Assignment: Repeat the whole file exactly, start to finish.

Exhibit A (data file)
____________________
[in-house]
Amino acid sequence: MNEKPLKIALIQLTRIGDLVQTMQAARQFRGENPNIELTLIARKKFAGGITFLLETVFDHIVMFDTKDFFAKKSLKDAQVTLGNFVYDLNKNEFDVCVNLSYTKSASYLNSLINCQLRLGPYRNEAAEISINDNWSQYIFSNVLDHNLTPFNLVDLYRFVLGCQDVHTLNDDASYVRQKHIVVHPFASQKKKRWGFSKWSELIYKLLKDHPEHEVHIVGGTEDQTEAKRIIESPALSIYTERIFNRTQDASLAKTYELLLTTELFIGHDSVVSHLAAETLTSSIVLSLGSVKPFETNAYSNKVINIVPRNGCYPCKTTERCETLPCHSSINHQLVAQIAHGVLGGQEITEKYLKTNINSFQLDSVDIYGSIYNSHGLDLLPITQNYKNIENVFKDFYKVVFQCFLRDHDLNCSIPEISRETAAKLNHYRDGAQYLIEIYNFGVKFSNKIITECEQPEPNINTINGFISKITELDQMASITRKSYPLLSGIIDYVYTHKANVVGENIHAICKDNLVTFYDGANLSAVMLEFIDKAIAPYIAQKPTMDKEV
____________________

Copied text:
[in-house]
Amino acid sequence: MNEKPLKIALIQLTRIGDLVQTMQAARQFRGENPNIELTLIARKKFAGGITFLLETVFDHIVMFDTKDFFAKKSLKDAQVTLGNFVYDLNKNEFDVCVNLSYTKSASYLNSLINCQLRLGPYRNEAAEISINDNWSQYIFSNVLDHNLTPFNLVDLYRFVLGCQDVHTLNDDASYVRQKHIVVHPFASQKKKRWGFSKWSELIYKLLKDHPEHEVHIVGGTEDQTEAKRIIESPALSIYTERIFNRTQDASLAKTYELLLTTELFIGHDSVVSHLAAETLTSSIVLSLGSVKPFETNAYSNKVINIVPRNGCYPCKTTERCETLPCHSSINHQLVAQIAHGVLGGQEITEKYLKTNINSFQLDSVDIYGSIYNSHGLDLLPITQNYKNIENVFKDFYKVVFQCFLRDHDLNCSIPEISRETAAKLNHYRDGAQYLIEIYNFGVKFSNKIITECEQPEPNINTINGFISKITELDQMASITRKSYPLLSGIIDYVYTHKANVVGENIHAICKDNLVTFYDGANLSAVMLEFIDKAIAPYIAQKPTMDKEV